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Steampunk’d: Trying to grasp fiction’s hottest subgenre

June 24, 2013

While eating breakfast Saturday morning with my sweetheart Martha’s son, Nate, a senior at University of California-Santa Cruz, I askedsteampunk-266x400 a simple question: “What’s the fascination with steampunk? That’s all I heard about from the genre novelists at the Greater LA Writers Conference when I was up there. And Rush’s new album Clockwork Angels … was Clockwork Orange steampunk?”

“Well, the term wasn’t around then, but yeah.”

Things took off from there. He spelled it out for me. That night, while watching my friends play in their excellent classic rock cover band, Projekt X, I encountered a person that … well, spelled it out again.

That’s when the creative writer engaged. I got up Sunday and wrote a short-short fiction story about my two brushes with steampunk, twist ending and all. I haven’t written a short story in awhile, but it goes to show what happens when a great idea comes through and the imagination stretches out both actions and some dialogue from the actual events. I had a lot of fun writing it. Enjoy – and let me know what you think.


 By Robert Yehling

“Think of the early part of the Industrial Age. Gears, clocks, robots … steam-powered everything. People both fascinated and pissed by the new technology.” His eyes light up. “Then fast-forward into a speculative world, powered by steam and robots again, and anything goes.”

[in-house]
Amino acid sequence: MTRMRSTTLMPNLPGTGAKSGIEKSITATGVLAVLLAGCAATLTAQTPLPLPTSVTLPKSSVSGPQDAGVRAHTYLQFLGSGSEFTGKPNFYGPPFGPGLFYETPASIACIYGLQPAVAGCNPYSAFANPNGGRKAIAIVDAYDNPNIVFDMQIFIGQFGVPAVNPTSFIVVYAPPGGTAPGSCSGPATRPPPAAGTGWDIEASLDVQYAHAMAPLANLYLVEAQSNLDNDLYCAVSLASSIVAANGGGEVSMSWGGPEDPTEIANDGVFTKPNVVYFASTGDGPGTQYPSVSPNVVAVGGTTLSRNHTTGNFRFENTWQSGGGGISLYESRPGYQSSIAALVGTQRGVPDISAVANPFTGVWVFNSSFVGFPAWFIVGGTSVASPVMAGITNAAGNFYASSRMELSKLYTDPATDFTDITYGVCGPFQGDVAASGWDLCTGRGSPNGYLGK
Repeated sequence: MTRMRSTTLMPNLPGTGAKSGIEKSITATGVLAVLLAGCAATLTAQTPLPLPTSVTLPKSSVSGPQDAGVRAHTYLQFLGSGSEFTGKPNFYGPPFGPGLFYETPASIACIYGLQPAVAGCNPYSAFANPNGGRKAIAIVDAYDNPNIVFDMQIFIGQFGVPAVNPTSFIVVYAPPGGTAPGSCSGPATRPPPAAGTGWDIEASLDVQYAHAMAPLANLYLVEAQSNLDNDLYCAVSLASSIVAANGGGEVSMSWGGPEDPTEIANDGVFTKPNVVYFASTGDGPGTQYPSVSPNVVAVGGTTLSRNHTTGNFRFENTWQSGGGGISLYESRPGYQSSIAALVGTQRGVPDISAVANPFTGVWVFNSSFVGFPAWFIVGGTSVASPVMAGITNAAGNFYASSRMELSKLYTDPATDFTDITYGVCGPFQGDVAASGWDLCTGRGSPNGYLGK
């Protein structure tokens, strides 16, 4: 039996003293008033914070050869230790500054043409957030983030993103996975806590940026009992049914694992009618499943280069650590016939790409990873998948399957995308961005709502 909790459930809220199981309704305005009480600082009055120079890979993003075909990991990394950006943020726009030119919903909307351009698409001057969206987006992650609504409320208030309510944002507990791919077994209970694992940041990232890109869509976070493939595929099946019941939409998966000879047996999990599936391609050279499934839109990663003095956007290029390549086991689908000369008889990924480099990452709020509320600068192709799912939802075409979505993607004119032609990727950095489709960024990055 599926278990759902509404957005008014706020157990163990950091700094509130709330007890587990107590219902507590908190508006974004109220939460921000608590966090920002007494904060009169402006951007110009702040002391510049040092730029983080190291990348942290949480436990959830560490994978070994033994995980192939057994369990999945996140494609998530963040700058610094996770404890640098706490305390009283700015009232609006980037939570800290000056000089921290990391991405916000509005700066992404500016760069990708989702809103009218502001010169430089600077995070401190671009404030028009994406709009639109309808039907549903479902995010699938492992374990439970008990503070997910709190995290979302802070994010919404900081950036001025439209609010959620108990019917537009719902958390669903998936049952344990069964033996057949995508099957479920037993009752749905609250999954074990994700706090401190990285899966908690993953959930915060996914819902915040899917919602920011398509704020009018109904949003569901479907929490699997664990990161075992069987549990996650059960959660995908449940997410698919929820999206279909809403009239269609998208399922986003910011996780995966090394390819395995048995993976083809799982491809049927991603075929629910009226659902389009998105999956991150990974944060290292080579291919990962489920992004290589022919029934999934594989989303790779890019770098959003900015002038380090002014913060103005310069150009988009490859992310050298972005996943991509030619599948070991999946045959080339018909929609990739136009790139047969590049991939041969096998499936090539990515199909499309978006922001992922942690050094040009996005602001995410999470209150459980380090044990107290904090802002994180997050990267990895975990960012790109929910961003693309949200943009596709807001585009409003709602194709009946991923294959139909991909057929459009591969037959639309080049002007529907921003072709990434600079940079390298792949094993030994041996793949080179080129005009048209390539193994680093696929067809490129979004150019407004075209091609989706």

He scratches day-old growth and pushes dark-framed glasses onto his nose, eyes aglow with new knowledge, shoveled in, ignited. Less images-1than a decade removed from being a boy.  “Out of a Dickens orphanage, with noisy machinery, overcoats and top hats, boil up a retro sci-fi, throw in some gears and machines, send them into the future. That’s where you start.”

I shake my egg-filled fork into the morning, trying to grasp his remarks with whatever imagination I have left. A scene or two from A Clockwork Orange slides in like nightmare hovercraft. “I don’t know how much Victorian history you’ve read, Dickens or whatever, but that was not an exciting time,” I say.

“That’s why you can create whatever story and setting you want. That’s what makes it fun. You can turn the Brontes into sky pilots.”

He takes a deep breath and wolfs down a veggie omelet. He smiles, eyes closed, as the through line of the latest steampunk novel chugs inside his forehead, steam-powered time capsule and all.

We’re four blocks from the beach. Four blocks from waves, mist, sand, bikinis, fire pits, the pier, and old surfers. The best storytellers in the world. My scene. The Supermoon, full moon on summer solstice, at its closest point to earth, tugs on brains and tides like an airborne Gepetto. A half-dozen girls walk into Swami’s, shorts hugging their thighs, hip bones protruding beneath half-shirts, navel rings flickering, talk of old clothes and new sex prattling from their mouths. Not so Victorian.

We leave the café, walk to the beach. “It’s not surf music,” he says, aloft in his reverie, voice rising and accelerating. Supermoon yanks the ocean onto the street. “More like head-banging – with soot and steam burns. Hard writing, turn the page, put the machines to work, wipe the grime off your face. Scheme to save the world. Or take it over. Throw some love in there if you want. Spice it up.”